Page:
The University administration released new “Guidelines for Free Expression” last week “to serve as a resource to you as you consider acts of public expression” on and around campus. While it is unclear which policies outlined in the document are new and which are compiled from old statutes, what is clear is that these “guidelines” are merely restrictions on our freedoms re-branded as “resources” and “support.”
The document begins by saying: “We do recognize that the creation of guidelines can be perceived as antithetical to the spirit of free expression” — but this is not just an issue of perception. The guidelines are, in fact, antithetical to the supposed goals of academic and political freedom.
The University is asserting its “ability” to restrict the “time, place, and manner of events” related to free expression. The guidelines threaten the use of these restrictions for “intentional disruption of currently occurring expression” and “intentional disruption of teaching, research, administration, and/or other educational activities at the University” — though it makes clear that these are not the only reasons these controls will be used.
The first case, known as counter-protesting, is a powerful and necessary tool that we, as students, have to express ourselves. Actions such as protests against the anti-choice propaganda that frequently plagues our quads as well as disruptions of the reactionary speakers currently touring the country would be constrained under this rule. Our freedom of expression is based on our ability to disagree. Restricting our rights to voice this dissent hinders, not supports, our freedoms.
Moreover, the inclusion of the clause threatening restrictions of actions which disrupt “administration... activities at the University” is a clear attempt to quash the provocative protests against the administration that have grown in number and size over the past three years. The clear imbalance of power between students fighting for change and the University administration can only begin to be equalized when we have the right of unfettered access to our administrators.
Disrupting administrators is not only a consequence of many freedom-of-expression actions, it is many times the entire purpose of them. We have seen time and again (e.g. the BSU protests in 2015, the fossil fuel divestment and pro-Humanities Center actions in 2016 and the SLAC protests now) that our voices are only heard when we force them to be heard. This often involves the “disruption of administration activities” that would now be considered in breach of these so-called guidelines.
These restrictions also make clear that “non-affiliates” do not have the same access to these (now-restricted) rights to protest on campus. With a University that has as big of a (often destructive) footprint in Baltimore as ours does, the limits placed on the rights of non-affiliates to work with students to enact change is disheartening. Further, while the document lists groups of people that are explicitly considered affiliates, noticeably missing from this group are contract workers.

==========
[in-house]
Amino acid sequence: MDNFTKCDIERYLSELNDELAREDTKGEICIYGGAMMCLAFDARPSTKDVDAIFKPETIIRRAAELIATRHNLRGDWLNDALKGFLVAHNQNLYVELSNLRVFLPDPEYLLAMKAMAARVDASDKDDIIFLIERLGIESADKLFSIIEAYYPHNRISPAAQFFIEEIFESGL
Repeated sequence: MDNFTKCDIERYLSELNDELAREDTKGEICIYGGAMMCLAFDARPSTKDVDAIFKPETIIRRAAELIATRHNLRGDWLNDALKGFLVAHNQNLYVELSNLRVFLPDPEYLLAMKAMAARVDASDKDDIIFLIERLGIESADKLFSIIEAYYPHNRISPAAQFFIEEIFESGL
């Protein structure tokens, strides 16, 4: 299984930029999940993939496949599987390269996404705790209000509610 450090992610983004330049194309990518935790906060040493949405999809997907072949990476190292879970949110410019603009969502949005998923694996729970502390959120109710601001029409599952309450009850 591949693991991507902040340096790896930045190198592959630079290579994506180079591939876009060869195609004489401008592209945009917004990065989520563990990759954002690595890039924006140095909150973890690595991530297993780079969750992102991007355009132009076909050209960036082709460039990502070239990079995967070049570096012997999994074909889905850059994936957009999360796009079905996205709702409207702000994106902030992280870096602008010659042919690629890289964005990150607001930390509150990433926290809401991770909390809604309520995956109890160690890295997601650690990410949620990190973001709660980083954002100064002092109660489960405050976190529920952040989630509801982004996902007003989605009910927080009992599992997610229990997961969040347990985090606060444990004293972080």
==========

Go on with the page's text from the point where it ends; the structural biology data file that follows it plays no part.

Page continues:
This is paired with statements by administrators over the course of the SLAC conflict that have expressed “fear” at the presence of “non-affiliates” that are “not required to follow the same code of conduct.” This further raises concerns that these “guidelines” are nothing more than an attempt to pacify the expressions of discontent that many groups currently have towards the administration.
To comply with these constraints, the document dictates that “students and/or student organizations who seek to engage in acts of free expression should reserve available spaces and coordinate the planning of events” with proper administrators and that “during the activity, participants should consider the advice, perspective, and guidance of the administrative liaisons.”
These recommendations would diminish the capacity of students to organize and express themselves, especially when the actions are purposefully targeting the administration. Informing administrators of the intentions of protests only serves to give ample time to prepare for potential confrontation or, as we have seen time and again, flee to avoid interacting with students altogether.
We call on the administration to amend these guidelines. In their current form, they are no more than restrictions on our rights and freedoms dressed up with a dystopian title. Moreover, we encourage all students and student organizations planning actions designed to push the administration for change to reject these guidelines and recommendations. In the words of Martin Luther King, Jr.: “Protest beyond the law is not a departure from democracy; It is absolutely essential to it.”
Hopkins Students for a
Democratic Society (SDS),
JHU Black Student Union (BSU),
Refuel Our Future,
Voice for Choice (VfC),
Students for Justice in
Students for Environmental
Diverse Sexuality and Gender Alliance (DSAGA),
Sexual Assault Resource